Researchers at the Oak Ridge National Labs in Tennessee have claimed a new world record for weighing tiny amounts of stuff. Tiny gold-coated silicon bars two microns long and fifty nanometres thick were vibrated by heating them with a solid-state laser at around two million times a second, and variations in their resonant frequency measured.
Those variations reflected extra weight loaded onto the bars -- in this case, masses as low as 5.5 femtograms could be detected. A femtogram is one billion billionth of a gram, or roughly the mass of 122 gold atoms.
By coating the bars with different substances, they can be made to absorb particles of different natures -- DNA, proteins, cells or trace amounts of chemical contaminants. This is the basis of an exceptionally sensitive detector for airborne substances: researcher Panos Datskos expects the technology to be able to detect single molecules in the near future, once the vibration frequency is raised to 50 MHz by fabricating smaller, stiffer bars.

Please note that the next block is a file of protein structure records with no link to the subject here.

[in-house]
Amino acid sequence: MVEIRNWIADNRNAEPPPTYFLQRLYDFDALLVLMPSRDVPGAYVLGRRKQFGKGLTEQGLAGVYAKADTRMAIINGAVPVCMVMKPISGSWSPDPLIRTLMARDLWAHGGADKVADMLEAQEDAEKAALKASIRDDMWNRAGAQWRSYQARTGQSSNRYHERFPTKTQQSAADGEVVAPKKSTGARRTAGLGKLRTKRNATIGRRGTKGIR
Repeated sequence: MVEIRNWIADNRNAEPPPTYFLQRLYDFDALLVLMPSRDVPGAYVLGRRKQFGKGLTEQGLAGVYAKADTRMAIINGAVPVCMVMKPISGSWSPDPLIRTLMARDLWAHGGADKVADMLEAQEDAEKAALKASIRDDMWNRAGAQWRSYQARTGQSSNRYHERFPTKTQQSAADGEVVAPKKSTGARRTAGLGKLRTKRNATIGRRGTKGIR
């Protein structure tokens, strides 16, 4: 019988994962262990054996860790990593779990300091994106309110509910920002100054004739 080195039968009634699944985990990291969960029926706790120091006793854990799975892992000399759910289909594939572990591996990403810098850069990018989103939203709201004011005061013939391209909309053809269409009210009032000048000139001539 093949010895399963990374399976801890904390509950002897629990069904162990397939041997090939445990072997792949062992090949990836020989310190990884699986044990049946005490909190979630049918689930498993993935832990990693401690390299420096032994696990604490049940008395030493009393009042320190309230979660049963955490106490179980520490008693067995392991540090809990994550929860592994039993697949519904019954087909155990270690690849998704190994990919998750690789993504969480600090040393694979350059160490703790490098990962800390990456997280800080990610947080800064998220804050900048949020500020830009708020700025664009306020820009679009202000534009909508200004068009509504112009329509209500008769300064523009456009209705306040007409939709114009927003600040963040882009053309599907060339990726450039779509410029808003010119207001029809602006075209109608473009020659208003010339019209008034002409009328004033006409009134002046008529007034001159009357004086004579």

"We can control very precisely the effect of the laser, and not only did we detect this small mass, but we did so under ambient conditions. People can probably do this very easily in a vacuum, but to do it in air and in the presence of friction because the cantilevers have to displace air to vibrate so friction increases -- people have had great difficultly so far trying to achieve that," Datskos told industry publication EE Times.
He also said that his team was working on a 'universal' device that could detect any substance by an array of ten different lengths of sensor, and that would be hand-held. Power consumption would be very low: the most energy-demanding part of the device, the laser, is the same kind as used in portable CD players.